George Lowe, the last surviving member of the 1953 expedition that made the first ascent of Everest, died on Wednesday following an illness, his family said. He was 89.
While not as well known as Edmund Hillary or Tenzing Norgay, Lowe played a key part in the expedition, ferrying gear up to the South Col and setting up camp. The workload was so great that Lowe once said it made him feel "hollow inside." When Hillary and Norgay descended from the summit, it was Lowe who welcomed them back with hot drinks and extra oxygen canisters.
"When it came to the point near the summit, George had to play a subsidiary role," said Jan Morris, a journalist who traveled with the expedition. "He climbed very high, he climbed to top camp and said goodbye to Hillary, then helped him come down. He played a very important role."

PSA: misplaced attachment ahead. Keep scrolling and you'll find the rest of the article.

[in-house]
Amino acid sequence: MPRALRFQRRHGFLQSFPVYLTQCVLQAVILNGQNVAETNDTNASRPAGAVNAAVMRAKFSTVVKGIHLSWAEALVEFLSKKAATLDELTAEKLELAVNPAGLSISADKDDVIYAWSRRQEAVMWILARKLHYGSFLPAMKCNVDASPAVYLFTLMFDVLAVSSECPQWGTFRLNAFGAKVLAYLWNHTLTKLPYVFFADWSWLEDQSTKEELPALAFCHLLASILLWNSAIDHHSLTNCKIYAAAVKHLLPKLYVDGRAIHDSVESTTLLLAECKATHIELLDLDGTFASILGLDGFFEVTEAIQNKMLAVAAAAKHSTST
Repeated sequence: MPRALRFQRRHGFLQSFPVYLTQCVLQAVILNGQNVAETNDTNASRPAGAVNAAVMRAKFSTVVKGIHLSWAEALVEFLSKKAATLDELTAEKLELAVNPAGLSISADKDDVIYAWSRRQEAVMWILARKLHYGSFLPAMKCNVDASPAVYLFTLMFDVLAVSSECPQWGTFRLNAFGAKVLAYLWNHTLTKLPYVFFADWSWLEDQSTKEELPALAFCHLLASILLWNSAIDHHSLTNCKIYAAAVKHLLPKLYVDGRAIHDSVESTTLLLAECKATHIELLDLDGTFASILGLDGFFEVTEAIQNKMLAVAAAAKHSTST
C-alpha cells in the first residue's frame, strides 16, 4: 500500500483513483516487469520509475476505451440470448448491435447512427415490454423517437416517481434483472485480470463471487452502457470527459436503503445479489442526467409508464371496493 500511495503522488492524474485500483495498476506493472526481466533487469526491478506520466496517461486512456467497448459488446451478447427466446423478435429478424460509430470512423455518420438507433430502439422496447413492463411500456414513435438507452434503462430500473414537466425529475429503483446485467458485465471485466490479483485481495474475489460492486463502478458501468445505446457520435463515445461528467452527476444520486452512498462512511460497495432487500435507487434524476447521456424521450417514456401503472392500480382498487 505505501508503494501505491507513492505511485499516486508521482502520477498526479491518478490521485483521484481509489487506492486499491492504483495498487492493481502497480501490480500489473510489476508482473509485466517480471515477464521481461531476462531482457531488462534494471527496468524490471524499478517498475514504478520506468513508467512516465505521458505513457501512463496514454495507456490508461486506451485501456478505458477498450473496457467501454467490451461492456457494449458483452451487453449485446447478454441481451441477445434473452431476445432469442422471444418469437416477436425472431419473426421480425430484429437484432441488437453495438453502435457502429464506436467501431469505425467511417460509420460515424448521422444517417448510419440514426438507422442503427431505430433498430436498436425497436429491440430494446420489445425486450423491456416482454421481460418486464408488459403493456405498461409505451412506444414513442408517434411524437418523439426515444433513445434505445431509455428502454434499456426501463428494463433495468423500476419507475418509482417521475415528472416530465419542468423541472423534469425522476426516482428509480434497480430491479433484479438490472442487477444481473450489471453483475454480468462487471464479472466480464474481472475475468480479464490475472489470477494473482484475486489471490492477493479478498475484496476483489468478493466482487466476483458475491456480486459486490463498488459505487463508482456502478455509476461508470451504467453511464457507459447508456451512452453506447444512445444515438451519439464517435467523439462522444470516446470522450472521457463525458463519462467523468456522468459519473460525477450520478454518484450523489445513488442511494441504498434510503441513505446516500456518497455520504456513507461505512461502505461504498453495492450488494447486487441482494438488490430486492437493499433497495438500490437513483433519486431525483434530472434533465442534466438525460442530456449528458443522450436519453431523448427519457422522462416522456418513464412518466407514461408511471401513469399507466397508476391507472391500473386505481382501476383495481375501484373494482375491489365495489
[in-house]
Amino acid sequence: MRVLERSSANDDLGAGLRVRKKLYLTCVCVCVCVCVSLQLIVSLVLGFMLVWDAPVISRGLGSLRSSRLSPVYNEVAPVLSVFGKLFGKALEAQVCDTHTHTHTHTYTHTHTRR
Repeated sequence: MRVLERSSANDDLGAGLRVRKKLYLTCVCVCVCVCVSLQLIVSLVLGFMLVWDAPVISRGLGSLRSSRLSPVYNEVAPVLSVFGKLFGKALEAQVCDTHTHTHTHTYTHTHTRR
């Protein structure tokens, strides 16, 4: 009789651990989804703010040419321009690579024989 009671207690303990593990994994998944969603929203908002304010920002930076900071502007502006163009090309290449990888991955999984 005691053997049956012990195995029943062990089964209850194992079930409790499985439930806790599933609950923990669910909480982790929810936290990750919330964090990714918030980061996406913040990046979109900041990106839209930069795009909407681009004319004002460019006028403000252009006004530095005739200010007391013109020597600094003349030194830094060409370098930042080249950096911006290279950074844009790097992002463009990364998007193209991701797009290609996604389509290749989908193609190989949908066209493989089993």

Born in New Zealand in 1924, Lowe also participated in expeditions to Cho Oyu and other Himalayan peaks before taking part in the Everest climb. He would go on to participate in the first successful overland crossing of Antarctica, from 1955 to 1958, and his work filming the expeditions would earn him two nominations for the Academy Award for best documentary feature.
Via The Telegraph